Family of Christian Woman Acquitted in Pakistan Seeks Asylum in Europe

Family of Christian Woman Acquitted in Pakistan Seeks Asylum in Europe

The husband of Asia Bibi, a Pakistani Christian woman acquitted for blasphemy after eight years on death row, says it is not safe for the family to remain in Pakistan and has applied for asylum in Europe.

Ashiq Masih told VOA Urdu Service that the family has requested asylum in Spain and France, and is waiting for a response.

He said his wife has not been allowed to return home following last week's landmark decision by Pakistan's Supreme Court to overturn her 2010 conviction for insulting Islam's Prophet Muhammad.

The acquittal sparked three days of widespread protests by Islamists who demanded that Bibi's death sentence be reinstated. Members of the militant Islamist group Tehreek e-Labbaik ya Rasool Allah (TLYR) blocked main roads in Pakistan's largest cities and called for the deaths of the Supreme Court judges who acquitted Bibi.

A government team negotiated a deal to end the protests, agreeing to take "legal measures" to prevent Bibi from leaving the country while the Supreme Court hears a petition against the verdict.

Masih said he has not been able to contact his wife, and said he does not know where she is being held.

He said despite the end of the protests, the security risks for his family continue unabated. He said his children are in a state of fear.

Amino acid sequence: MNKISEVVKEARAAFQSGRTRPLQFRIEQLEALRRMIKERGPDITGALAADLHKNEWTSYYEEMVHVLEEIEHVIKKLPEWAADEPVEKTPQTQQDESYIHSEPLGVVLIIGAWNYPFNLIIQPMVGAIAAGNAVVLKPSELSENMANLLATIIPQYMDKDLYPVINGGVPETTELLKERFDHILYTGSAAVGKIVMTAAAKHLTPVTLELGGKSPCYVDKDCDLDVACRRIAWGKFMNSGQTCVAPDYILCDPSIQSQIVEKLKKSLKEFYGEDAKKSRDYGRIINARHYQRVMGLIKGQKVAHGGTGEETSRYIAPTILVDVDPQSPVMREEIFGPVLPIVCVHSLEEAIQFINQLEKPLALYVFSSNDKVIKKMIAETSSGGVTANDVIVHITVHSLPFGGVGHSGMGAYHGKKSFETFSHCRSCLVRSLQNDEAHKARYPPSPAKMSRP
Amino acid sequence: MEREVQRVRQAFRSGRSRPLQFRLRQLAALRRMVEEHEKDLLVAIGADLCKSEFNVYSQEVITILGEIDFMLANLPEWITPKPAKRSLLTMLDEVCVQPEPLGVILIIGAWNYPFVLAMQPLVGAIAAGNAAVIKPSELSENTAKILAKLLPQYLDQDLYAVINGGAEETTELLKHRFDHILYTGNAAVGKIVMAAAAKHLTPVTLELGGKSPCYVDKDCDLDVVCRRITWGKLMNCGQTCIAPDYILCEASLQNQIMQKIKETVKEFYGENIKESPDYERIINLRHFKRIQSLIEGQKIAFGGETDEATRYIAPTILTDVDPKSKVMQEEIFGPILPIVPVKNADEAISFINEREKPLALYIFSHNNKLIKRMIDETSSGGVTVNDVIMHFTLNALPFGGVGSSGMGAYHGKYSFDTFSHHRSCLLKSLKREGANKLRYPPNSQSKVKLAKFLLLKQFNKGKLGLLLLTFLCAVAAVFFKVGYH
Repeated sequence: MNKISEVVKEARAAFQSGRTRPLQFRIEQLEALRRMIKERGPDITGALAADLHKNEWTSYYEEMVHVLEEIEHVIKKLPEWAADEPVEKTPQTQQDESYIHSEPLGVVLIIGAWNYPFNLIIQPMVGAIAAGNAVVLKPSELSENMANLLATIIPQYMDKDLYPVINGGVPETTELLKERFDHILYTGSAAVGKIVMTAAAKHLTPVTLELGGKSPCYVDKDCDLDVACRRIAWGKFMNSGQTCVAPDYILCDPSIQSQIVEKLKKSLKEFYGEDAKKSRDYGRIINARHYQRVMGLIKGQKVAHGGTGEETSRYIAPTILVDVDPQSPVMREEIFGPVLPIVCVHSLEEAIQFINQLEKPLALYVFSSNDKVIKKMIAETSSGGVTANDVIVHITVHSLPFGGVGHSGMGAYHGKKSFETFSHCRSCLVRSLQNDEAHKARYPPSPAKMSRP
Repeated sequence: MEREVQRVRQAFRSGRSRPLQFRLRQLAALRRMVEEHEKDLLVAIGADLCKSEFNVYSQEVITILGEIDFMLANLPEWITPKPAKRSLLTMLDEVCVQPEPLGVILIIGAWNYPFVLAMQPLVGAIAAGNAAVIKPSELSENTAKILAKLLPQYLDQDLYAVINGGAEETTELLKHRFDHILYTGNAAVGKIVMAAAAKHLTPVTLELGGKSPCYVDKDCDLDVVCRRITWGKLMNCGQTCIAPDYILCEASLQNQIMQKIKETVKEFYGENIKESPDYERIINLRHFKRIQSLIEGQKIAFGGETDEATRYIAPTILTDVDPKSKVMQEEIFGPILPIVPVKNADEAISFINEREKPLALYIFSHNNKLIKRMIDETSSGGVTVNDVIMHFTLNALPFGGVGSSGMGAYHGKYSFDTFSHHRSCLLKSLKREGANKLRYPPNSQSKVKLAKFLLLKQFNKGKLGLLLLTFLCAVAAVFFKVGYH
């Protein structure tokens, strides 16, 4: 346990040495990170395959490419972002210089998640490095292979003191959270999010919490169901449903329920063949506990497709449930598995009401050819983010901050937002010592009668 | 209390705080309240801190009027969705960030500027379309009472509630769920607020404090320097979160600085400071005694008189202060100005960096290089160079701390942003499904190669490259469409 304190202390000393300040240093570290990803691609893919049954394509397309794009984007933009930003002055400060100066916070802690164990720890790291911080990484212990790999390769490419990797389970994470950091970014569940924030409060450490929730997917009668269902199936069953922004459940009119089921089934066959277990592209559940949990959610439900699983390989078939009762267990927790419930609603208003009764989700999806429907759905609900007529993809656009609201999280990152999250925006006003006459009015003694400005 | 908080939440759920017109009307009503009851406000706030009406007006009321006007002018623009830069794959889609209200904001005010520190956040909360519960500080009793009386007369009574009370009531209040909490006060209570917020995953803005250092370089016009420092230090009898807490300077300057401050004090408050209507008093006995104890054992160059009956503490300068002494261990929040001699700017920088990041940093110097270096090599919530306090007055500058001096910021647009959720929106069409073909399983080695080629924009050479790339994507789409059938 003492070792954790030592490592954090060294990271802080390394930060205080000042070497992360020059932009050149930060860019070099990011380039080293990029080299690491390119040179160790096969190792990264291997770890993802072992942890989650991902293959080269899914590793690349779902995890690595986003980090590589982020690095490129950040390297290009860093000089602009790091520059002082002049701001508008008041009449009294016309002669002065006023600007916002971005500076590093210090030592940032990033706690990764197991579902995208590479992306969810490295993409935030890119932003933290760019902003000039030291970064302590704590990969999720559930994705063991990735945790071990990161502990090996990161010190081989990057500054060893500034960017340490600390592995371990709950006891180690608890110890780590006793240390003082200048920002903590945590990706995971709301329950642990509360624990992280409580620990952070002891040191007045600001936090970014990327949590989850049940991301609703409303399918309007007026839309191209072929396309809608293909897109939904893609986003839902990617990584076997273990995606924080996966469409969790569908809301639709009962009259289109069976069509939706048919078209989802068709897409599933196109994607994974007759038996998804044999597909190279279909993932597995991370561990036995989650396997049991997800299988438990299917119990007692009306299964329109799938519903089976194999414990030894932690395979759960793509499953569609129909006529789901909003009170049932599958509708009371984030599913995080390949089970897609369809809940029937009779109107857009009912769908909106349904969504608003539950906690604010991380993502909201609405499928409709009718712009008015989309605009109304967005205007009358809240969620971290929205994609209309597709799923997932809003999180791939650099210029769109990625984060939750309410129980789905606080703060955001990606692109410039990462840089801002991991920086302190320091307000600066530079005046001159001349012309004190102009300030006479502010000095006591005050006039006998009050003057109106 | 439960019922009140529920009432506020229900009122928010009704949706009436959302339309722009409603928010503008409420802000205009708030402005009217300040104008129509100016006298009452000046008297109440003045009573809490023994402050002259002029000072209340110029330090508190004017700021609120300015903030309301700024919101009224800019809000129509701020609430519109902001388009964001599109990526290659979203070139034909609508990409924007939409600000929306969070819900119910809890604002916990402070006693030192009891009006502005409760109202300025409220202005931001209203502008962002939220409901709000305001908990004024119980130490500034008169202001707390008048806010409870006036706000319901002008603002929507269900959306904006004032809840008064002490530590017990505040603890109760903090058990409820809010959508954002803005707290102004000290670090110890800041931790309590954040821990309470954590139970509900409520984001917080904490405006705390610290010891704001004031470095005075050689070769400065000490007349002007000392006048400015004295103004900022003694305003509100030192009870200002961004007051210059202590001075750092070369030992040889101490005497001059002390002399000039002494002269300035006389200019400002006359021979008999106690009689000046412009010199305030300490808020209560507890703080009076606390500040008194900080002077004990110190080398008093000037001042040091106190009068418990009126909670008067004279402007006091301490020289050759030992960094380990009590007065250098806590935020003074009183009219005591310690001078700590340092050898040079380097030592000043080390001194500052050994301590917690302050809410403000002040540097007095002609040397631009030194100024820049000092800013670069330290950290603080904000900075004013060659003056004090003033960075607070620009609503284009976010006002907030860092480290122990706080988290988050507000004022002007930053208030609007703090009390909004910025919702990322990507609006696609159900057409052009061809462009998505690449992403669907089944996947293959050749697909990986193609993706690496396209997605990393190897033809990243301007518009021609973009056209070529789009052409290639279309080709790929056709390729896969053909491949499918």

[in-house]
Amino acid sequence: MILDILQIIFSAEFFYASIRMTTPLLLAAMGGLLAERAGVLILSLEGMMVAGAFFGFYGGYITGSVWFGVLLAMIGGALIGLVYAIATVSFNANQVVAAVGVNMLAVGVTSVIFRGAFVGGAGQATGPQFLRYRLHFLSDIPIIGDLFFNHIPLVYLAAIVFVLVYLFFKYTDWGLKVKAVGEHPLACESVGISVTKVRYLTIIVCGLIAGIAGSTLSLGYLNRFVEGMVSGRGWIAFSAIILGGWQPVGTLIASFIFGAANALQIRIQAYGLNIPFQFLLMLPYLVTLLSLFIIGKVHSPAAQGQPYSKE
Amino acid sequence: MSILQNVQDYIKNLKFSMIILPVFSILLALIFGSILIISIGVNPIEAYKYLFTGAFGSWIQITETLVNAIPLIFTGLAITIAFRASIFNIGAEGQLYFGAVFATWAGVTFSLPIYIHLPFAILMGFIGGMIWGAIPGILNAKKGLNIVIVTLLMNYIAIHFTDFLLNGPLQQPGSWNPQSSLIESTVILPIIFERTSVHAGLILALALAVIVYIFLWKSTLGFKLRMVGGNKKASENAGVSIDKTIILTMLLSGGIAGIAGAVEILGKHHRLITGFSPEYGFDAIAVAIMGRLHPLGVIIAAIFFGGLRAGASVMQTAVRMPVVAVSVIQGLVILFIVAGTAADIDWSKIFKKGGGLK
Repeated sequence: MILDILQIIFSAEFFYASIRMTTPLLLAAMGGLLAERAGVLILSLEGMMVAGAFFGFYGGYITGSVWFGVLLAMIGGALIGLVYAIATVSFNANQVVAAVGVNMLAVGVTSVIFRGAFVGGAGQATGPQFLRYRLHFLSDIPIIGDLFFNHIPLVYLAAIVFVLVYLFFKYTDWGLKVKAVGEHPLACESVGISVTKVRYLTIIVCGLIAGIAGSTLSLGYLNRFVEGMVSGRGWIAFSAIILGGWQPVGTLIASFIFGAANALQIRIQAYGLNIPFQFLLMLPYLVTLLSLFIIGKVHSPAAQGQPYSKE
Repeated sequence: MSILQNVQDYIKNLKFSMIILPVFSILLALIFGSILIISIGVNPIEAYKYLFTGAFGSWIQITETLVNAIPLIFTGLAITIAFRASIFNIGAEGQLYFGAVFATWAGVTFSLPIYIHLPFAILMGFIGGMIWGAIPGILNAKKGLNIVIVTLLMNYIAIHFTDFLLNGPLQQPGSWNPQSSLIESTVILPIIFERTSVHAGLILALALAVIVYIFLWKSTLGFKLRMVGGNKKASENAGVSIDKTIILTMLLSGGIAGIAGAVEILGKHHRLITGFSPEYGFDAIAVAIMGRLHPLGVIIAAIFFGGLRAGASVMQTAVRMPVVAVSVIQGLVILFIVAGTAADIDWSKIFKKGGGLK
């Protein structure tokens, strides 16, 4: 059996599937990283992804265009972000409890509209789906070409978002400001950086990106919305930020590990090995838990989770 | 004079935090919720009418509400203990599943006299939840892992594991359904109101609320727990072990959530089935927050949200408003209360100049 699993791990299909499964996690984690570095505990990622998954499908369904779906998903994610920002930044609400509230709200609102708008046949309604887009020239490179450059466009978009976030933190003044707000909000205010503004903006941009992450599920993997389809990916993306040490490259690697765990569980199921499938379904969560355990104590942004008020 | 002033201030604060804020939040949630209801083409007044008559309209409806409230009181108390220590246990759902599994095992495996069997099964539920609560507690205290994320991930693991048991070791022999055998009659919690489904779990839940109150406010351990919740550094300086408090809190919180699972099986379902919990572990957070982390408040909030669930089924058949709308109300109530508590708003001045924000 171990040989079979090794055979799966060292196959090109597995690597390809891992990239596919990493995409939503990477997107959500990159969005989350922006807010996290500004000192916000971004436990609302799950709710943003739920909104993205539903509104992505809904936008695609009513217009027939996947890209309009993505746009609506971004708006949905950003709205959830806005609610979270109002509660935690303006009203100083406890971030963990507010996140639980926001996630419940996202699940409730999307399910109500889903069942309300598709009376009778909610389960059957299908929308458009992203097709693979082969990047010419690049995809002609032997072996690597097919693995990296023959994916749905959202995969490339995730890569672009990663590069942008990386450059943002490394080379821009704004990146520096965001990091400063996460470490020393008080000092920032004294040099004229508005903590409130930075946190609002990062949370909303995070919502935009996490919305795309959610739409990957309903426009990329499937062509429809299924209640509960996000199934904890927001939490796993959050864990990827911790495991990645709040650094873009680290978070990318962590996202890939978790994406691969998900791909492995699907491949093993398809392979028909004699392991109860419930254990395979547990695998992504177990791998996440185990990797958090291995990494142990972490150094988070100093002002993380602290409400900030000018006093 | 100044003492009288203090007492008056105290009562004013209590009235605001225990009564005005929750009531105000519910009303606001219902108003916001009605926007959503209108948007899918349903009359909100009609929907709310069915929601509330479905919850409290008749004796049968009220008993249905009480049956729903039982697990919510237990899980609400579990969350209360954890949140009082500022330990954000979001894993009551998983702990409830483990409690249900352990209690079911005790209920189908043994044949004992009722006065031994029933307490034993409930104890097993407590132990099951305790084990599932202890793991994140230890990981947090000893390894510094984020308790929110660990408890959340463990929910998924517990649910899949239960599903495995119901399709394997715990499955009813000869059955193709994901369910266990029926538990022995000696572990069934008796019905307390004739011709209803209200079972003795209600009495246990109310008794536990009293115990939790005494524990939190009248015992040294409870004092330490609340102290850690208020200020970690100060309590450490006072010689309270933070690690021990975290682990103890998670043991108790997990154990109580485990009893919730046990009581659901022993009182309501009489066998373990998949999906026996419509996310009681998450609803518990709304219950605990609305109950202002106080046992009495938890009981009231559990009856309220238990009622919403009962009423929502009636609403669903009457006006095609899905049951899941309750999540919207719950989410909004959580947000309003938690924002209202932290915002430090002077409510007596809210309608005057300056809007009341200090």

Masih said even the security staff posted outside his home is a threat to the family because their presence could let others know where the family's house is located.

On Monday, the militant Islamist group Tehrik-e-Taliban Pakistan (TTP) vowed revenge for the Supreme Court acquittal and urged Muslims to wage jihad. The threat was reported by the SITE Intelligence Group, which monitors jihadist threats and communications.

Bibi's lawyer, Saiful Mulook, has already left Pakistan due to the security concerns.

Mulook told Reuters in a WhatsApp message that he had gone to another country "just to save [my] life from [an] angry mob" and because of fears for the safety of his family. "I consulted, and everybody is of this opinion [that I should leave]."

He added that he would return to the country to continue his work on the case if he is given protection by security forces.

Masih said he is concerned that the lawyer has already fled the country, saying that if an appeal against the Supreme Court ruling goes forward there will be no one to plead his wife's case.

According to Bibi, she was falsely accused after a heated argument with other women who refused to drink water she had given them because she was Christian.

During the protests following Bibi's acquittal, Pakistan's government banned television coverage of the demonstrations and suspended cellphone service in several cities to contain the crowds. Schools across the country were closed, and many workers stayed home.

In the United States, Bibi's acquittal has provided a sense of hope for Christians of Pakistani origin. A church in the city of Detroit arranged a special prayer session on Sunday to mark the acquittal. Father Shafiq told VOA Urdu Service that this was the first court decision that went in favor of the minority community in Pakistan, which consoled the Christian community as a whole. He said the community has been praying for the judges who gave the verdict.

Source: Voice of America